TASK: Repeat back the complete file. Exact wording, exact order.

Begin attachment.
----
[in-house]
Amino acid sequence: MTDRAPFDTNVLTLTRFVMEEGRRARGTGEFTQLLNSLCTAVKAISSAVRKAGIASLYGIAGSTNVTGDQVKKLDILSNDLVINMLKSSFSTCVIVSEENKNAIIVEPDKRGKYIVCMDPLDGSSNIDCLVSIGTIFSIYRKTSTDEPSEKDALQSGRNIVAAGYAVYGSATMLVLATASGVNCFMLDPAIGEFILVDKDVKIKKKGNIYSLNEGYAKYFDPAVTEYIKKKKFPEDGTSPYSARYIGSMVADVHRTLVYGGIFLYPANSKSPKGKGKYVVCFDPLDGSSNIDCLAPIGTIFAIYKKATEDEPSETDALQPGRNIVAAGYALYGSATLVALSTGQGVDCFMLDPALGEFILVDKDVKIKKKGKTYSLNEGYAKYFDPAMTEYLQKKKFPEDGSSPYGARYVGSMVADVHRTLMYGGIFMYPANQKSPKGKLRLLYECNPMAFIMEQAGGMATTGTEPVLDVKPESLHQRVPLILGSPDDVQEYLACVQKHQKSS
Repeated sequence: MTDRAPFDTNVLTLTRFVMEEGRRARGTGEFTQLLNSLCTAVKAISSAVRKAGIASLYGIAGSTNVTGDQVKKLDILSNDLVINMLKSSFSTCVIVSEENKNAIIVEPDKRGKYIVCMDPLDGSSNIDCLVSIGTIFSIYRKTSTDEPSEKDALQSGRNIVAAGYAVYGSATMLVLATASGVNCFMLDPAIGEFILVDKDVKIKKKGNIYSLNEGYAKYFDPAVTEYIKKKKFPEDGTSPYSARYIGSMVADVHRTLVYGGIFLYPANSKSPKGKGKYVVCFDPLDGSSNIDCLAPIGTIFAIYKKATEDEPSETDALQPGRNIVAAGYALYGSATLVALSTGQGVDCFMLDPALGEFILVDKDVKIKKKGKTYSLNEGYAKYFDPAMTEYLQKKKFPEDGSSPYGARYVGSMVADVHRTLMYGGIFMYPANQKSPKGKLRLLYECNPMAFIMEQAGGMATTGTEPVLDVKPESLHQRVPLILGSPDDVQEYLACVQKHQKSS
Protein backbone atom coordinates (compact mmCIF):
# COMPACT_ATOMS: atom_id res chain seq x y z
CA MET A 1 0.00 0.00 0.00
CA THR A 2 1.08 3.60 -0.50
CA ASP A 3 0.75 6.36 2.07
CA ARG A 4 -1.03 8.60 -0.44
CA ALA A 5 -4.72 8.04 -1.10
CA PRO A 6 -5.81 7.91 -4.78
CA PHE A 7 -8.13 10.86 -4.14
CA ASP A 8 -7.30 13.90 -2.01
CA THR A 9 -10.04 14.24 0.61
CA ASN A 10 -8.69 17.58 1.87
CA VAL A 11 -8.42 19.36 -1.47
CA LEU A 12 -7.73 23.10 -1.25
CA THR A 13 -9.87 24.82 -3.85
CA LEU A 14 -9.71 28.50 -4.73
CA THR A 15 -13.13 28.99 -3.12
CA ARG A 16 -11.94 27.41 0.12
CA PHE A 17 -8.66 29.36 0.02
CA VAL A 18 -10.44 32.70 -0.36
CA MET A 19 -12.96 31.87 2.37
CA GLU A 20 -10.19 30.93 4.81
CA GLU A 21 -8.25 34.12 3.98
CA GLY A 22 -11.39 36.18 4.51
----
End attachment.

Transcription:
[in-house]
Amino acid sequence: MTDRAPFDTNVLTLTRFVMEEGRRARGTGEFTQLLNSLCTAVKAISSAVRKAGIASLYGIAGSTNVTGDQVKKLDILSNDLVINMLKSSFSTCVIVSEENKNAIIVEPDKRGKYIVCMDPLDGSSNIDCLVSIGTIFSIYRKTSTDEPSEKDALQSGRNIVAAGYAVYGSATMLVLATASGVNCFMLDPAIGEFILVDKDVKIKKKGNIYSLNEGYAKYFDPAVTEYIKKKKFPEDGTSPYSARYIGSMVADVHRTLVYGGIFLYPANSKSPKGKGKYVVCFDPLDGSSNIDCLAPIGTIFAIYKKATEDEPSETDALQPGRNIVAAGYALYGSATLVALSTGQGVDCFMLDPALGEFILVDKDVKIKKKGKTYSLNEGYAKYFDPAMTEYLQKKKFPEDGSSPYGARYVGSMVADVHRTLMYGGIFMYPANQKSPKGKLRLLYECNPMAFIMEQAGGMATTGTEPVLDVKPESLHQRVPLILGSPDDVQEYLACVQKHQKSS
Repeated sequence: MTDRAPFDTNVLTLTRFVMEEGRRARGTGEFTQLLNSLCTAVKAISSAVRKAGIASLYGIAGSTNVTGDQVKKLDILSNDLVINMLKSSFSTCVIVSEENKNAIIVEPDKRGKYIVCMDPLDGSSNIDCLVSIGTIFSIYRKTSTDEPSEKDALQSGRNIVAAGYAVYGSATMLVLATASGVNCFMLDPAIGEFILVDKDVKIKKKGNIYSLNEGYAKYFDPAVTEYIKKKKFPEDGTSPYSARYIGSMVADVHRTLVYGGIFLYPANSKSPKGKGKYVVCFDPLDGSSNIDCLAPIGTIFAIYKKATEDEPSETDALQPGRNIVAAGYALYGSATLVALSTGQGVDCFMLDPALGEFILVDKDVKIKKKGKTYSLNEGYAKYFDPAMTEYLQKKKFPEDGSSPYGARYVGSMVADVHRTLMYGGIFMYPANQKSPKGKLRLLYECNPMAFIMEQAGGMATTGTEPVLDVKPESLHQRVPLILGSPDDVQEYLACVQKHQKSS
Protein backbone atom coordinates (compact mmCIF):
# COMPACT_ATOMS: atom_id res chain seq x y z
CA MET A 1 0.00 0.00 0.00
CA THR A 2 1.08 3.60 -0.50
CA ASP A 3 0.75 6.36 2.07
CA ARG A 4 -1.03 8.60 -0.44
CA ALA A 5 -4.72 8.04 -1.10
CA PRO A 6 -5.81 7.91 -4.78
CA PHE A 7 -8.13 10.86 -4.14
CA ASP A 8 -7.30 13.90 -2.01
CA THR A 9 -10.04 14.24 0.61
CA ASN A 10 -8.69 17.58 1.87
CA VAL A 11 -8.42 19.36 -1.47
CA LEU A 12 -7.73 23.10 -1.25
CA THR A 13 -9.87 24.82 -3.85
CA LEU A 14 -9.71 28.50 -4.73
CA THR A 15 -13.13 28.99 -3.12
CA ARG A 16 -11.94 27.41 0.12
CA PHE A 17 -8.66 29.36 0.02
CA VAL A 18 -10.44 32.70 -0.36
CA MET A 19 -12.96 31.87 2.37
CA GLU A 20 -10.19 30.93 4.81
CA GLU A 21 -8.25 34.12 3.98
CA GLY A 22 -11.39 36.18 4.51